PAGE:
Carson Gilliland, twenty-six, was born and currently lives in Sarasota, FL. From a young age, he spent much of the winter camping and hunting in the sticks of Florida. Drawing on those experiences, his love for the night was born. Floating through construction sites, mobile parks, storefronts, alleyways, parking lots, railroad tracks, his work aims to evoke both the emotional and visual effect that the absence of light has on our perception of reality. It’s during the wee hours of the morning, that he feels most himself, free to make photographs. As the last bits of light bend away, he sets out at dark, spending countless hours in his car, coasting through the shadowed sides of town with minimal human presence but inevitably bear a human trace, a residual record formed in his photographs, quiet and surreal.
I first came across Carson’s work about a year ago and his name always stuck in my head. Maybe that’s because we share the same first name, but who knows. Carson got in touch with me recently and we decided that it was a great opportunity to share his work on Aint–Bad. His newest work, which he has been working on for awhile now, really captured my attention. He calls this body of work, I Need Some Rest. At first glance, these photographs appear as if they shouldn’t have been made. What I mean by this is that the photographer shouldn’t have been have been awake during the times of night that these images were taken. Of course it is terrible to assume that an artist would follow the rules of society and only be awake during daylight hours. Whatever works as they say. The colors and compositions are ones that most people will never see because they are lying comfortably in bed, sound asleep and unaware of this different world that exists at night.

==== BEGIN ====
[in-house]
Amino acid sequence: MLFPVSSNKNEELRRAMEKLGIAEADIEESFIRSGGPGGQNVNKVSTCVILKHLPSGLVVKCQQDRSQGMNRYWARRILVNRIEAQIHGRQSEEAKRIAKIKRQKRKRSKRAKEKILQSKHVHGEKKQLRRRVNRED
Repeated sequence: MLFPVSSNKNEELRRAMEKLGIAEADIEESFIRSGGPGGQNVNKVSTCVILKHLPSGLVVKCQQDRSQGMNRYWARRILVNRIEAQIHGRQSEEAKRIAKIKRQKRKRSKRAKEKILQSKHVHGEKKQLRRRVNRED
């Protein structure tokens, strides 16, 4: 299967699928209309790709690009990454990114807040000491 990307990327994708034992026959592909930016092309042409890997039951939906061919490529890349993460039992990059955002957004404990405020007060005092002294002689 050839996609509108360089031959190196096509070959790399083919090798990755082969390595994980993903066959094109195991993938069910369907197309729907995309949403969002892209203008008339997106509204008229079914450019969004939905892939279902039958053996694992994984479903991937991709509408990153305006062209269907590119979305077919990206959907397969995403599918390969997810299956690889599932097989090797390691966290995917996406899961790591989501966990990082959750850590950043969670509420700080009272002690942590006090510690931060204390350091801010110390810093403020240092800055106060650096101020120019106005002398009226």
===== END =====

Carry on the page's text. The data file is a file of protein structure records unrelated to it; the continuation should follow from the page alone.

Boy, what a different world it is. When viewing this work I feel like a security guard might pop out and tell me to get the hell out of there, I keep looking behind my chair expecting to see someone watching me. But maybe there wasn’t a single soul around when Carson made these images, no security guard or homeless man asking for a cigarette. One image really stays in my mind; the corner of the brick building with the unlit open sign suggests that there wasn’t anyone even close to this place when Carson was there. Honestly I would be a little spooked if I had been making that image.
It’s strange, but there is something comforting in the loneliness of Carson’s images. It’s as if he is finally presenting us with something that we always knew existed but never got to witness ourselves (always asleep during this other world). Maybe we are just too scared or too lazy to venture out at night. Carson is showing us that the world isn’t such a dark place after the sun goes down. Regardless, what happens between sunset and sunrise will always be a mystery to most. These colors and shades of light will disappear, without fail, when the sun rises and we will wake up in our normal sunlit world. Luckily Carson will be awake capturing these moments for us to view.
Keep it up, Carson, and don’t forget to sleep at least a few hours each night.
To view more of Carson’s work, visit his website.